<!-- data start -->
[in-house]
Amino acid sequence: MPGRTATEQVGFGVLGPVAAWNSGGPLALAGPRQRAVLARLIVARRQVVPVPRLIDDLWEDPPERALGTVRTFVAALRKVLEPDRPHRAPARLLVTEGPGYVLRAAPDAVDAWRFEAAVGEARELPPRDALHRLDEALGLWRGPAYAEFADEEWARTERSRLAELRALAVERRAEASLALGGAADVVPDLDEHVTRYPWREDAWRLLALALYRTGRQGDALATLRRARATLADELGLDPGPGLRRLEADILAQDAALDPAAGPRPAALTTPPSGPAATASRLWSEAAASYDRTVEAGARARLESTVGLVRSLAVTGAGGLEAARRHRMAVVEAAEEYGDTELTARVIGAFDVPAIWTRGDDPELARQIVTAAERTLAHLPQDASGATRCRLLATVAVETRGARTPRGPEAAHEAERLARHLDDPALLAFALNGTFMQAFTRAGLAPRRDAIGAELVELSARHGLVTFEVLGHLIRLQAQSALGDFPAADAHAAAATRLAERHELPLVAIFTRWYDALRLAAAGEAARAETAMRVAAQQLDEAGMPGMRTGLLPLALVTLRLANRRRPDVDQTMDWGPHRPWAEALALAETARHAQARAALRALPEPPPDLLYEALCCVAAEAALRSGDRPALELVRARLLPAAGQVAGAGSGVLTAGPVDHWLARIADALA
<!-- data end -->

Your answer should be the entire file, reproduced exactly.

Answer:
[in-house]
Amino acid sequence: MPGRTATEQVGFGVLGPVAAWNSGGPLALAGPRQRAVLARLIVARRQVVPVPRLIDDLWEDPPERALGTVRTFVAALRKVLEPDRPHRAPARLLVTEGPGYVLRAAPDAVDAWRFEAAVGEARELPPRDALHRLDEALGLWRGPAYAEFADEEWARTERSRLAELRALAVERRAEASLALGGAADVVPDLDEHVTRYPWREDAWRLLALALYRTGRQGDALATLRRARATLADELGLDPGPGLRRLEADILAQDAALDPAAGPRPAALTTPPSGPAATASRLWSEAAASYDRTVEAGARARLESTVGLVRSLAVTGAGGLEAARRHRMAVVEAAEEYGDTELTARVIGAFDVPAIWTRGDDPELARQIVTAAERTLAHLPQDASGATRCRLLATVAVETRGARTPRGPEAAHEAERLARHLDDPALLAFALNGTFMQAFTRAGLAPRRDAIGAELVELSARHGLVTFEVLGHLIRLQAQSALGDFPAADAHAAAATRLAERHELPLVAIFTRWYDALRLAAAGEAARAETAMRVAAQQLDEAGMPGMRTGLLPLALVTLRLANRRRPDVDQTMDWGPHRPWAEALALAETARHAQARAALRALPEPPPDLLYEALCCVAAEAALRSGDRPALELVRARLLPAAGQVAGAGSGVLTAGPVDHWLARIADALA